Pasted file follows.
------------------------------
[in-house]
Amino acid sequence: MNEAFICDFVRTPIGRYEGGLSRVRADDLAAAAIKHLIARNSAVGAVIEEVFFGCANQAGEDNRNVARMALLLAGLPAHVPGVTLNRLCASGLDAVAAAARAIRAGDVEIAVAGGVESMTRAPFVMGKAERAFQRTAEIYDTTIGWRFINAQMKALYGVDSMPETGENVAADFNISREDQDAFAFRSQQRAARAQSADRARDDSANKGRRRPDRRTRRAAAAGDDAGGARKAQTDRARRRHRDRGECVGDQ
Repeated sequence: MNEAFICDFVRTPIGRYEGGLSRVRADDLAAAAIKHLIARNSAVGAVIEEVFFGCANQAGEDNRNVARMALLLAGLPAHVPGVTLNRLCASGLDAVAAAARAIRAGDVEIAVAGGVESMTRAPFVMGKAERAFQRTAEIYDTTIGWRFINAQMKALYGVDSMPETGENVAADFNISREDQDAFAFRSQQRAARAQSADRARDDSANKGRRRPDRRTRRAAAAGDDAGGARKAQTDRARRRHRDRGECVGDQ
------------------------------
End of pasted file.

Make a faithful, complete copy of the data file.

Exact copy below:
[in-house]
Amino acid sequence: MNEAFICDFVRTPIGRYEGGLSRVRADDLAAAAIKHLIARNSAVGAVIEEVFFGCANQAGEDNRNVARMALLLAGLPAHVPGVTLNRLCASGLDAVAAAARAIRAGDVEIAVAGGVESMTRAPFVMGKAERAFQRTAEIYDTTIGWRFINAQMKALYGVDSMPETGENVAADFNISREDQDAFAFRSQQRAARAQSADRARDDSANKGRRRPDRRTRRAAAAGDDAGGARKAQTDRARRRHRDRGECVGDQ
Repeated sequence: MNEAFICDFVRTPIGRYEGGLSRVRADDLAAAAIKHLIARNSAVGAVIEEVFFGCANQAGEDNRNVARMALLLAGLPAHVPGVTLNRLCASGLDAVAAAARAIRAGDVEIAVAGGVESMTRAPFVMGKAERAFQRTAEIYDTTIGWRFINAQMKALYGVDSMPETGENVAADFNISREDQDAFAFRSQQRAARAQSADRARDDSANKGRRRPDRRTRRAAAAGDDAGGARKAQTDRARRRHRDRGECVGDQ